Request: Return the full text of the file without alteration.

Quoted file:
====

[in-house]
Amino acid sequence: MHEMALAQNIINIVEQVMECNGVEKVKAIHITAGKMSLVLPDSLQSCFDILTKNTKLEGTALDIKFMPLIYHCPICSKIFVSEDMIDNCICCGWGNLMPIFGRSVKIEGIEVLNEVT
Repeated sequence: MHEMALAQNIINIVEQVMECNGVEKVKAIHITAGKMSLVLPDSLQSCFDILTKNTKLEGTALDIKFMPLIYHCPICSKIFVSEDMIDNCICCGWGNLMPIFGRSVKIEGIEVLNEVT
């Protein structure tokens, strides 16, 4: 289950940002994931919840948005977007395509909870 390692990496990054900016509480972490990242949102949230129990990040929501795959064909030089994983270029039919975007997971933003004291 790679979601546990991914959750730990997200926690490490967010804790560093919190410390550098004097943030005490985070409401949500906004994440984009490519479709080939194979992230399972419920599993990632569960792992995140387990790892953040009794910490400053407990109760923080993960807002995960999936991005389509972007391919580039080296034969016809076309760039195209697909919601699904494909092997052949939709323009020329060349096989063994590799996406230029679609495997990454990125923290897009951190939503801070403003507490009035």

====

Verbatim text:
[in-house]
Amino acid sequence: MHEMALAQNIINIVEQVMECNGVEKVKAIHITAGKMSLVLPDSLQSCFDILTKNTKLEGTALDIKFMPLIYHCPICSKIFVSEDMIDNCICCGWGNLMPIFGRSVKIEGIEVLNEVT
Repeated sequence: MHEMALAQNIINIVEQVMECNGVEKVKAIHITAGKMSLVLPDSLQSCFDILTKNTKLEGTALDIKFMPLIYHCPICSKIFVSEDMIDNCICCGWGNLMPIFGRSVKIEGIEVLNEVT
């Protein structure tokens, strides 16, 4: 289950940002994931919840948005977007395509909870 390692990496990054900016509480972490990242949102949230129990990040929501795959064909030089994983270029039919975007997971933003004291 790679979601546990991914959750730990997200926690490490967010804790560093919190410390550098004097943030005490985070409401949500906004994440984009490519479709080939194979992230399972419920599993990632569960792992995140387990790892953040009794910490400053407990109760923080993960807002995960999936991005389509972007391919580039080296034969016809076309760039195209697909919601699904494909092997052949939709323009020329060349096989063994590799996406230029679609495997990454990125923290897009951190939503801070403003507490009035």